## Sequences, streams, and segments

What kind of thing is a movie? Or a song? Or a trajectory from point A to point B? If you’re a computer programmer/programmee, you might say that such things are sequences of values (frames, audio samples, or spatial locations). I’d suggest that these discrete sequences are representations of something more essential, namely a flow of continuously time-varying values. Continuous models, whether in time or space, are often more compact, precise, adaptive, and composable than their discrete counterparts.

Functional programming offers great support for sequences of variable length. Lazy functional programming adds infinite sequences, often called streams, which allows for more elegant and modular programming.

Functional programming also has functions as first class values, and when the function’s domain is (conceptually) continuous, we get a continuous counterpart to infinite streams.

Streams, sequences, and functions are three corners of a square. Streams are discrete and infinite, sequences are discrete and finite, and functions-on-reals are continuous and infinite. The missing corner is continuous and finite, and that corner is the topic of this post.

 infinite finite discrete Stream Sequence continuous Function ???

You can download the code for this post.

Edits:

• 2008-12-01: Added Segment.hs link.
• 2008-12-01: Added `Monoid` instance for function segments.
• 2008-12-01: Renamed constructor “`DF`” to “`FS`” (for “function segment”)
• 2008-12-05: Tweaked the inequality in `mappend` on `(t :-># a)`.

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## Early inspirations and new directions in functional reactive programming

In 1989, I was a grad student nearing completion at Carnegie Mellon. Kavi Arya gave a talk on “functional animation”, using lazy lists. I was awe-struck with the elegance and power of that simple idea, and I’ve been hooked on functional animation ever since.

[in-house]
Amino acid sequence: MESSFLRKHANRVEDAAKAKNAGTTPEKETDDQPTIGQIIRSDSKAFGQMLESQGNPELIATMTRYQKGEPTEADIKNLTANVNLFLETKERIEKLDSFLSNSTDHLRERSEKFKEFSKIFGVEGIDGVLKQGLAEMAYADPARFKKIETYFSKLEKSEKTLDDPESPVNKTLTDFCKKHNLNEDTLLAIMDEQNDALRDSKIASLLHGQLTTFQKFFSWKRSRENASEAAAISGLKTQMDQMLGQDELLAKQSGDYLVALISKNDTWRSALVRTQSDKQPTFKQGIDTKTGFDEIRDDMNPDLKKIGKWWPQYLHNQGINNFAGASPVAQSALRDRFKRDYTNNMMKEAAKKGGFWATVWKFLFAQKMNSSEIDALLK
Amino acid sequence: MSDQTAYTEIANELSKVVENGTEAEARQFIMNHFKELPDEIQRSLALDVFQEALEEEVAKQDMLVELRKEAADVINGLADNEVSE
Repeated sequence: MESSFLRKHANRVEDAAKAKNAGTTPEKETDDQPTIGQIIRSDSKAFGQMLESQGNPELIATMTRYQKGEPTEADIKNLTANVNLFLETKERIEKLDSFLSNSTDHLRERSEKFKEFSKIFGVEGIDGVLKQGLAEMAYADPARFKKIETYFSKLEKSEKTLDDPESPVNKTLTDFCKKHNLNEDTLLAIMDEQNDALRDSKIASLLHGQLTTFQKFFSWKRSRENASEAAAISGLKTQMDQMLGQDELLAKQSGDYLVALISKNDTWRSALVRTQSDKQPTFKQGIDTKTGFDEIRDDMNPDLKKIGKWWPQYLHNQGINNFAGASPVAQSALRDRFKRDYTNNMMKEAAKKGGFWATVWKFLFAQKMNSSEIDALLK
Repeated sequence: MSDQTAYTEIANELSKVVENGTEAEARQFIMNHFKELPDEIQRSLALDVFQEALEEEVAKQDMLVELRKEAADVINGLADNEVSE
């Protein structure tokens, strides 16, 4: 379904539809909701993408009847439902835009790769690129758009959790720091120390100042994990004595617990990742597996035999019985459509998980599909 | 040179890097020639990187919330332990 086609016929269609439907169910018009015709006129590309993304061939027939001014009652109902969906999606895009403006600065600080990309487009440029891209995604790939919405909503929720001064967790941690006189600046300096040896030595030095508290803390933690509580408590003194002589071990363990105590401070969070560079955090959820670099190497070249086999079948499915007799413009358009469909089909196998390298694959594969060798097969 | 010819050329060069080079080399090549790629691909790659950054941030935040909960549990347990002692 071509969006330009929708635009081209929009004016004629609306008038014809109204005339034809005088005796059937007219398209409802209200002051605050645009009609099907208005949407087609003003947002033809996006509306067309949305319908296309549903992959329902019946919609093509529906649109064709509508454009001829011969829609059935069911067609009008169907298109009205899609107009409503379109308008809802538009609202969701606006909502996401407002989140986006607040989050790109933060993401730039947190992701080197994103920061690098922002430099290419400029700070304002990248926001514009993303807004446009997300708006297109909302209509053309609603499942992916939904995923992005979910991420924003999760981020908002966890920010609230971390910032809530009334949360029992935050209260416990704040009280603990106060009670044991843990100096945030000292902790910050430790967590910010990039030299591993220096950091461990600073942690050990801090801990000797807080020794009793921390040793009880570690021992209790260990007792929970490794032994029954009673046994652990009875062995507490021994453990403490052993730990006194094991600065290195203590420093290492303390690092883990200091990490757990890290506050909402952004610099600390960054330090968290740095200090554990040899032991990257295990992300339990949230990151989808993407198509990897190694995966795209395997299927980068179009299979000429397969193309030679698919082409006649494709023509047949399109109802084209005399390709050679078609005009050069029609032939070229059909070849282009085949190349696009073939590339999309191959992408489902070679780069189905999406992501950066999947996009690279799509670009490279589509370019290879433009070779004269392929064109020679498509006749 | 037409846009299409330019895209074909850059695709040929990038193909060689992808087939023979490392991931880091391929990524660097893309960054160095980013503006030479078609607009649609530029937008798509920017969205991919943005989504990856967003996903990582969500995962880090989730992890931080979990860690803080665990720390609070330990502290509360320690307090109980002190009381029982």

At the end of Kavi’s talk, John Reynolds offered a remark, roughly as follows:

You can think of sequences as functions from the natural numbers. Have you thought about functions from the reals instead? Doing so might help with the awkwardness with interpolation.

I knew at once I’d heard a wonderful idea, so I went back to my office, wrote it down, and promised myself that I wouldn’t think about Kavi’s work and John’s insight until my dissertation was done. Otherwise, I might never have finished. A year or so later, at Sun Microsystems, I started working on functional animation, which then grew into functional reactive programming (FRP).

In the dozens of variations on FRP I’ve played with over the last 15 years, John’s refinement of Kavi’s idea has always been the heart of the matter for me.

Lately, I’ve been rethinking FRP yet again, and I’m very excited about where it’s leading me.

The semantic model of FRP has been based on behaviors of infinite duration and, mostly on absolute time. Recently I realized that some problems of non-modular interaction could be elegantly addressed by switching to finite duration and relative time, and by adopting a co-monadic approach.

Upcoming post will explore these ideas.

## Simplifying semantics with type class morphisms

When I first started playing with functional reactivity in Fran and its predecessors, I didn’t realize that much of the functionality of events and reactive behaviors could be packaged via standard type classes. Then Conor McBride & Ross Paterson introduced us to applicative functors, and I remembered using that pattern to reduce all of the lifting operators in Fran to just two, which correspond to `pure` and `(< *>)` in the `Applicative` class. So, in working on a new library for functional reactive programming (FRP), I thought I’d modernize the interface to use standard type classes as much as possible.

While spelling out a precise (denotational) semantics for the FRP instances of these classes, I noticed a lovely recurring pattern:

The meaning of each method corresponds to the same method for the meaning.